But none of the preservation-oriented development going on in Downtown Pittsburgh happened overnight.

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Market Street Grocery in the restored Thompson’s Building

Indeed, at a critical point, PHLF played a pivotal role in opposing former Pittsburgh Mayor Tom Murphy’s 1999 plan, which would have decimated 64 buildings in the Fifth Avenue-Forbes Avenue area, flattening the definitive architectural and historic value of this city area to be replaced by a mall with a music store as an anchor tenant.

Instead, PHLF with others worked to successfully advocate––and implement––a revitalization strategy combining restoration and adaptive use with new construction. An outstanding example of this strategy is the LEED-Gold-certified Market-at-Fifth developed through a limited partnership affiliated with PHLF. Three historic buildings––two from the 1870s and one from 1908––have been rescued from demolition, restored, and adapted to house seven apartments and two retail tenants: Heinz Healey’s Gentlemen’s Apparel and Nettleton Shoe Shop.

The project qualified for the federal 20% rehabilitation tax credit.

Restoration work on a fourth building, the former John R. Thompson’s Building at 435 Market Street (a 1907 commercial building) was completed in early 2015, and a local real estate developer and the proprietors of Vallozi’s Pittsburgh, opened a thriving upscale urban market in April 2015, the first of its kind back in Downtown Pittsburgh.

In 2011, the City of Pittsburgh unveiled a major preservation program, which sought to restore the facades of 10 buildings through a $4 million grant from the Commonwealth of Pennsylvania’s Redevelopment Assistance Capital Program. The restoration initiative was managed by PHLF under contract with the Urban Redevelopment Authority of Pittsburgh, overseeing architecture, engineering, exterior lighting, life safety improvements, and bidding and construction management.


In 2015, PHLF restored the facades of the Skinny and Roberts Jewelers buildings

In 2013, PHLF restored three cast-iron facades at 418-22 Wood Street, and Landmarks Development Corporation, a for-profit real estate development subsidiary of PHLF acquired 420 and 422, which are being renovated for retail, office, and possibly housing options on the upper floors.

In November 2014, Katie’s Kandy, a sweets and confectionery store, opened on the first floor at 422 Wood Street and the upper floors are being developed for office space.

“Our work continues in Downtown. This is tremendous progress and a major shift in attitude from the days of the Murphy administration,” said PHLF President Arthur Ziegler. “I believe our relationships with others and the way we are working together is unique in the nation.”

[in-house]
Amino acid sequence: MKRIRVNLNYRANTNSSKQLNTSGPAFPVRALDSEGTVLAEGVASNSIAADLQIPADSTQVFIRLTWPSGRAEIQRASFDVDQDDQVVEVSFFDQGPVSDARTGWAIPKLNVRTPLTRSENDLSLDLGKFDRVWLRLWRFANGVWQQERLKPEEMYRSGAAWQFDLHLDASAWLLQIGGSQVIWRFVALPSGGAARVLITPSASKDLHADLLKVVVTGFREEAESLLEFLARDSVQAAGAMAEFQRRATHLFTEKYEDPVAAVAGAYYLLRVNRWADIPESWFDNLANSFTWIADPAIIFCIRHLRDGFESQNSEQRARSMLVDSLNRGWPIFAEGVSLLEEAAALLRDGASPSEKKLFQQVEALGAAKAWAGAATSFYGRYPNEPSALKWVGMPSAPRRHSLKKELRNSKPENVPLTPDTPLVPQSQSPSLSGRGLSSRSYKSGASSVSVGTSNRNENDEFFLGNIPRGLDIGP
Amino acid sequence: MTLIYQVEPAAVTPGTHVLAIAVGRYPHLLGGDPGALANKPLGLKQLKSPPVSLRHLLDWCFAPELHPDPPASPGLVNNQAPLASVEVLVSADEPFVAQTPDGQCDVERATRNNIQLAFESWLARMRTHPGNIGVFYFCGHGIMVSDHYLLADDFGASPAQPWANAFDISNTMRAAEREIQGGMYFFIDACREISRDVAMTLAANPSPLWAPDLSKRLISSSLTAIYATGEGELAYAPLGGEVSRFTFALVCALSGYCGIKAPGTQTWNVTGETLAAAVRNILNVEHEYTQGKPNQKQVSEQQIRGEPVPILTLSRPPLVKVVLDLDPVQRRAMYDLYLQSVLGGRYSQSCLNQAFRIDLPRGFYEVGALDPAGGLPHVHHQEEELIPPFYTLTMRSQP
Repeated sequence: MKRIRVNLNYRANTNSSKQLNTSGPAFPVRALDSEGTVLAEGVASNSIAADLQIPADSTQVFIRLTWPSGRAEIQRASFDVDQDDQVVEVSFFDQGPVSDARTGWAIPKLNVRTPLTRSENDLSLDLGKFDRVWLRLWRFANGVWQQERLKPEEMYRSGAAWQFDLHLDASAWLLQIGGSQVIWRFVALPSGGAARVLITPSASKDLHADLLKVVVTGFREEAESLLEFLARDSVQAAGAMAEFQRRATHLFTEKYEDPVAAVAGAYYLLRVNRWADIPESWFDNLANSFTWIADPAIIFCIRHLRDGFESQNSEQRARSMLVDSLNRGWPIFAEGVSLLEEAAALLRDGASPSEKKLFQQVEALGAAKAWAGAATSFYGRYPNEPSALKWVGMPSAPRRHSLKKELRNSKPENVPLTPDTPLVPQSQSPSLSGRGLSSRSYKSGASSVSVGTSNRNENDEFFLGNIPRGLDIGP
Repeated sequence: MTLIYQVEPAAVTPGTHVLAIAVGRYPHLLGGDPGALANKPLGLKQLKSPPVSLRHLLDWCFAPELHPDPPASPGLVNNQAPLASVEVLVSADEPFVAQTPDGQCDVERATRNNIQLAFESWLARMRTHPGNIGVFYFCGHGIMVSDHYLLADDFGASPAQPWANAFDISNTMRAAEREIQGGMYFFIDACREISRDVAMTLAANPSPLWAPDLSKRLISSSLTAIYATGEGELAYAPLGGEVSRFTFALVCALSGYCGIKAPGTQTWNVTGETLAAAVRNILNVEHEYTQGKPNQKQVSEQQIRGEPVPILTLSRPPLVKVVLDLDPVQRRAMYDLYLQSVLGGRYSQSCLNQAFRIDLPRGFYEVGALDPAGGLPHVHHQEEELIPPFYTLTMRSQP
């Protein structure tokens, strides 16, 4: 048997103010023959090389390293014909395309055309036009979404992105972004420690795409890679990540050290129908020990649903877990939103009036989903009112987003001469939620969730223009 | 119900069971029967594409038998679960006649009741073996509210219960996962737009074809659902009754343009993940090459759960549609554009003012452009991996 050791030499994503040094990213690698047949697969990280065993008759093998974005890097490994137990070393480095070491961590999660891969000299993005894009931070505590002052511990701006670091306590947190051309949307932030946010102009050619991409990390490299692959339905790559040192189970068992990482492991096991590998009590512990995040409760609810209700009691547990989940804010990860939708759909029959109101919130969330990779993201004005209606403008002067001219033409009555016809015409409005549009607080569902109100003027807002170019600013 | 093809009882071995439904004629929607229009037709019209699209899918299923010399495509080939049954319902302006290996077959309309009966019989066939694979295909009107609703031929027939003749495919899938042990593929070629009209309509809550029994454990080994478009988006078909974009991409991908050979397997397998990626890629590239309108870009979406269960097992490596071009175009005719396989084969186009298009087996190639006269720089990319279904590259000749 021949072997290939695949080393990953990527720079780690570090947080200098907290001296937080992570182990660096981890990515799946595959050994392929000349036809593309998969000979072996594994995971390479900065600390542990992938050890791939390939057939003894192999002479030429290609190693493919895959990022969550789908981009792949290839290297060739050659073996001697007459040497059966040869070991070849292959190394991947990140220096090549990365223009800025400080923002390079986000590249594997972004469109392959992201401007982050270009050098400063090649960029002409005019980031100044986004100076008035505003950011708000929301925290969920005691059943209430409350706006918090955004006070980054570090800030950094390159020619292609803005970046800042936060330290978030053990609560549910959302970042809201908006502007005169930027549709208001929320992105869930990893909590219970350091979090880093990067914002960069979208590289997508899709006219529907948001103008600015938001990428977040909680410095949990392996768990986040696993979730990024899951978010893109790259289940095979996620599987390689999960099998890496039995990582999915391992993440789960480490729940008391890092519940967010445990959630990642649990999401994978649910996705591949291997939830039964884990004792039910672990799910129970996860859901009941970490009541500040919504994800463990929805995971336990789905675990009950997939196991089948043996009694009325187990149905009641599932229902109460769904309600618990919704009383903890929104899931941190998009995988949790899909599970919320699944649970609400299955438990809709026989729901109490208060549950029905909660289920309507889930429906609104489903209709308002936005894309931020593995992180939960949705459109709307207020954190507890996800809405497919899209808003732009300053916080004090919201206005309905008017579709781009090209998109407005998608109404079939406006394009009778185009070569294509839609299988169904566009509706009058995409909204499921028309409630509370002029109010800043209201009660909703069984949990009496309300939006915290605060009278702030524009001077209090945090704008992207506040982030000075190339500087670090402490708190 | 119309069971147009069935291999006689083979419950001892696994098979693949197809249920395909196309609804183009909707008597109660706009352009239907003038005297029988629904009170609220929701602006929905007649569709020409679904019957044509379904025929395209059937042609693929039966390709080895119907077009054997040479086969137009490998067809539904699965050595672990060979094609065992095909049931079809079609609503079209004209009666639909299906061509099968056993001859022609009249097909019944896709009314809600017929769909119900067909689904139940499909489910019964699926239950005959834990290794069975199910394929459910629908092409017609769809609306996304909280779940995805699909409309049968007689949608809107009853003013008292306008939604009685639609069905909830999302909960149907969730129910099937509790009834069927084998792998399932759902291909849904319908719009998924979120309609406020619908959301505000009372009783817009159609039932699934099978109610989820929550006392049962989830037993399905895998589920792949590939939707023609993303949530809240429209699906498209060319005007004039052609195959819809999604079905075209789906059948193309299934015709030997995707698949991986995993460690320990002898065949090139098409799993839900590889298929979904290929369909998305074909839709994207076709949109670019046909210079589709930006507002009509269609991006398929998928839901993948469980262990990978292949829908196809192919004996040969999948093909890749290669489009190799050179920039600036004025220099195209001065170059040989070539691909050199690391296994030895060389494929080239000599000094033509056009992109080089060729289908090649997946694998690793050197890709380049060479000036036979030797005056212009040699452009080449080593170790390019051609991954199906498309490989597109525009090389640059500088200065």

In May 2015, PHLF completed restoration of the facade restoration of the Skinny and John M. Roberts & Son Co., buildings at the corner of Forbes Avenue and Wood Street in Downtown Pittsburgh, marking 11 restored facades on 10 important buildings in the central business district.

PHLF continues work in Downtown Pittsburgh’s Wood Street corridor on two buildings stretching from 413-17 Wood Street. Boutique la Passerelle, a women’s clothing boutique remains a tenant of PHLF at 417 Wood Street and 413-15 Wood Street is currently vacant and slated for full restoration with an aim towards creating more retail and office space.

Helping create a retail corridor in historic buildings along Downtown’s Wood Street

The 400 block of Wood Street, with the facade of Peter Lawrence lighted at night. As part of our restoration of buildings on Wood Street, we have raised funds to light not only the historic Peter Lawrence facade, but are currently raising funds to also light the facade of the adjacent Boutique La Passerelle.

From 2016 to 2019, PHLF restored the former J.R. Weldin Co. stationery and gift store at 413 Wood Street and created space for a new retailer Peter Lawrence, a new women’s retail shop in Downtown Pittsburgh, which opened in  in 2018. Peter Lawrence and Boutique La Passerelle, at 417 Wood Street, another women’s retail store that features European fashions.

Pittsburgh History & Landmarks Foundation

100 West Station Square Drive, Suite 450

Pittsburgh, PA 15219

Phone: 412-471-5808  |  Fax: 412-471-1633